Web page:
Dec. 22 (Bloomberg) -- Hong Kong Billionaire Albert Yeung’s casino in North Korea suspended operations, while shops and diners in the communist state stopped taking customers as the nation mourns the death of their leader of 17 years.
Yeung’s Emperor Group, which invests in hotels and financial services, said yesterday it stopped its gambling operations in North Korea. Retailers temporarily closed and travel agencies specializing in North Korean tours stopped accepting bookings.
“Places like shops, restaurants, theaters, cinemas and supermarkets are all closed,” Gunter Unterbeck, a German national who’s lived in Pyongyang since 1996, said in a telephone interview from the North Korean capital. “Twice or three times, I saw elderly women fainting when they heard the news of the death of Kim Jong Il.”
The moves illustrate how business activity may be coming to a halt in the communist state while it’s in a mourning period until Dec. 29. North Korean state media, whose coverage was dominated all week with tributes to the late Kim Jong Il and scenes of weeping citizens nationwide, reported all institutions and businesses will be holding “mourning events.”
Beijing-based Koryo Tours, run by U.K. nationals, and DanDong China International Travel Service Co. said they’ve suspended group tour packages for Pyongyang, though they said the discontinued bookings were unrelated to Kim’s death.
DanDong plans to resume the tour packages from Jan. 15, said Zhang Yong Qiang, a sales and marketing executive at the travel agency. Simon Cockerell at Koryo Tours said the suspension started Dec. 15, which is routine for this time of year.
“At the present time we do not know how the death of Kim Jong Il will affect tourism in the first part of 2012,” Koryo Tours said on its website. The company will “update everyone who has booked a tour at the earliest opportunity,” it said.
Pyongyang has been trying to entice Chinese tourists and casinos are one of the major attractions, Zhang said. North Korean casinos are closer to Chinese northeastern provinces -- such as Liaoning, Jilin and Heilongjiang -- than those in destinations such as Macau and Singapore.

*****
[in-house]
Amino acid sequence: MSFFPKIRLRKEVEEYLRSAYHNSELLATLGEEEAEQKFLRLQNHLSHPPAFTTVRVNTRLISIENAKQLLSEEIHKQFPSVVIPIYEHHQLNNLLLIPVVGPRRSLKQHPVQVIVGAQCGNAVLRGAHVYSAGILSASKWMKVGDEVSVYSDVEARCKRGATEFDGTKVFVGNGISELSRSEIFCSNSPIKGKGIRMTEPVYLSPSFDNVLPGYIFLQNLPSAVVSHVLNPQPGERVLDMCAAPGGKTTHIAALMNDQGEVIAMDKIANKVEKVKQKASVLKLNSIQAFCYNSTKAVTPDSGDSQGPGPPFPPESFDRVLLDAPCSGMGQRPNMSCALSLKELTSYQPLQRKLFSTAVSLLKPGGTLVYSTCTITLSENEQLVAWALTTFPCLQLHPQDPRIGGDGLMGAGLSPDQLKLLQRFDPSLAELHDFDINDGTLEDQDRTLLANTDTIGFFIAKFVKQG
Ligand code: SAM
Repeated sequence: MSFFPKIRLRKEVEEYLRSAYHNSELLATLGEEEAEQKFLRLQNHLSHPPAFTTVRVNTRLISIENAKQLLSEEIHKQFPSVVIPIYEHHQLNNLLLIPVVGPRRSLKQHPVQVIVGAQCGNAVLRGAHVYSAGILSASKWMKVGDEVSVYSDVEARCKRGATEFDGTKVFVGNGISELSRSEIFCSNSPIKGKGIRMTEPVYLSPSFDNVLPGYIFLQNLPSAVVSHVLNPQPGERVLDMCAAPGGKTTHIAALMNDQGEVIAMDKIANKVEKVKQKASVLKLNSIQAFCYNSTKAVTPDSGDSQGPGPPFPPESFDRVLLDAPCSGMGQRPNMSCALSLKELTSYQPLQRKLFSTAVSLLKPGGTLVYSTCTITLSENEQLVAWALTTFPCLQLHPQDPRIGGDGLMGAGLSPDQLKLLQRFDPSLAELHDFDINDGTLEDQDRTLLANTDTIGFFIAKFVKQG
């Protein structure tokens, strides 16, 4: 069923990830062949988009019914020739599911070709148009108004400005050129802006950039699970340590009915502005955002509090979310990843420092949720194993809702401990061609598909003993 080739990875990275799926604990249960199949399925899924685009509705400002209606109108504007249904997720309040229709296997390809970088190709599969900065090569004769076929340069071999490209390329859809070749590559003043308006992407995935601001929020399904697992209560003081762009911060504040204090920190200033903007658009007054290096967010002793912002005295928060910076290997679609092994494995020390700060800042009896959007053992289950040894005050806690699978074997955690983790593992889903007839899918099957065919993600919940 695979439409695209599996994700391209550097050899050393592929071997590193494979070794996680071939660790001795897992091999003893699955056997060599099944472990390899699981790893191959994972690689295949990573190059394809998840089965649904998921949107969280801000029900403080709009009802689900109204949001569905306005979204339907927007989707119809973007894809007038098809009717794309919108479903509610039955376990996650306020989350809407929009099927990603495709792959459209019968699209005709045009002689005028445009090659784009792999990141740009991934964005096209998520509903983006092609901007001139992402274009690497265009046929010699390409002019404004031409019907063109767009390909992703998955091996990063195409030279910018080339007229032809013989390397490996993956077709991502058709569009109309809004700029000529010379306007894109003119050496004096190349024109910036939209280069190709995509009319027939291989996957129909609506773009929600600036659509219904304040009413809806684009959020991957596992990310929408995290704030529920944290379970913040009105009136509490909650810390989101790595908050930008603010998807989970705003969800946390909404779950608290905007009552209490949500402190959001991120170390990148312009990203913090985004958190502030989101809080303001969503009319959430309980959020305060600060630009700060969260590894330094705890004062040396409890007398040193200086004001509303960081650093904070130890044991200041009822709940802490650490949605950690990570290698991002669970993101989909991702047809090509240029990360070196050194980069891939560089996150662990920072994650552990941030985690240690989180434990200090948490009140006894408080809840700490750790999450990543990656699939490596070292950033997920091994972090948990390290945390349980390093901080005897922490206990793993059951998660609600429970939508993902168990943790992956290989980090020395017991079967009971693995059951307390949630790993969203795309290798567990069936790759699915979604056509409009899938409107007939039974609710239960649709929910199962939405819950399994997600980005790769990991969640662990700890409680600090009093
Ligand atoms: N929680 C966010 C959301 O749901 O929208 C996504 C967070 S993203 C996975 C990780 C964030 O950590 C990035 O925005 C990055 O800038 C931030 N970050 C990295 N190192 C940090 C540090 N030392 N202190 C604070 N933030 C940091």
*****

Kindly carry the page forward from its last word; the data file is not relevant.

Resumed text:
Yeung’s group, which has run the five-star Emperor Hotel & Casino at the Rason Special Economic Zone in North Korea since 1999, suspended the gambling business this week, though its hotel is operating as usual, Sherman Wu, a spokeswoman at the group, said yesterday.
North Korean Casinos
Casino magnate Stanley Ho in 1998 opened the first casino in Pyongyang, North Korea’s capital, through his Sociedade de Turismo e Diversoes de Macau S.A.. He has invested $30 million in the casino. Sociedade de Turismo was not immediately available for comments.
Shares of Emperor International Holdings Ltd. and Shun Tak Holdings Ltd., which owns 11.5 percent of Sociedade de Turismo, fell in Hong Kong trading today. Adeline Law, a spokeswoman at Shun Tak, declined to comment.
While businesses wait to resume operations, government officials continued their efforts to deal with the prospect of a nuclear-armed North Korea run by the late Kim’s third son, Kim Jong Un, who’s in his late 20s.
South Korea sent Lim Sung Nam, its chief negotiator on the North’s nuclear program, to Beijing today and tomorrow to hold talks with his Chinese counterpart, Wu Dawei.
The two will “evaluate the situation on the Korean peninsula following Kim Jong Il’s death and discuss the direction of future plans for the North Korean nuclear issue,” South Korea’s foreign ministry said today.
Officials from South Korea, China, the U.S., Japan and Russia are assessing the impact of the leadership change in the regime following Kim’s death. Talks between the five countries and North Korea have stalled since December 2008 after the government in Pyongyang refused to allow inspectors to take samples from a nuclear reactor.
South Korea has been careful to ensure that its moves since the death of Kim do not look hostile to North Korea, President Lee Myung Bak said in a statement on his website today. South Korean army units near the border are on “low-level alert,” according to the statement.
China may provide a substantial amount of food aid to North Korea after Kim Jong Il’s funeral, Yonhap News reported today, citing an unidentified person in Beijing.
Among civilians, 48 percent of South Koreans expect Kim Jong Un to turn the North’s regime more open than his late father, compared with 42 percent saying they expect no change from Pyongyang, Gallup Korea said today, citing its telephone poll of 532 adults. The survey has a margin of error of 4.2 percentage points.
The late Kim stepped up his nuclear brinkmanship with the outside world in 2003, when he withdrew from the Nuclear Non-Proliferation Treaty, triggering a flurry of diplomatic activity that spawned the six-party talks involving the U.S., Japan, Russia, South Korea and China.
Negotiations intensified after a 2006 nuclear detonation, with North Korea agreeing to shut its nuclear reactor in exchange for shipments of fuel.
Tensions flared again in April 2009 after the United Nations denounced a ballistic missile test and North Korea said it would withdraw permanently from six-party negotiations and resume uranium enrichment. The regime detonated a second nuclear device the following month and fired 17 short-range missiles between May and July.
The UN Security Council on July 17 barred five North Korean officials from leaving their country and ordered their foreign assets frozen as punishment for working on nuclear weapons and missiles.
In November this year North Korea said it was making progress in building a light-water atomic reactor and producing low-enriched uranium.
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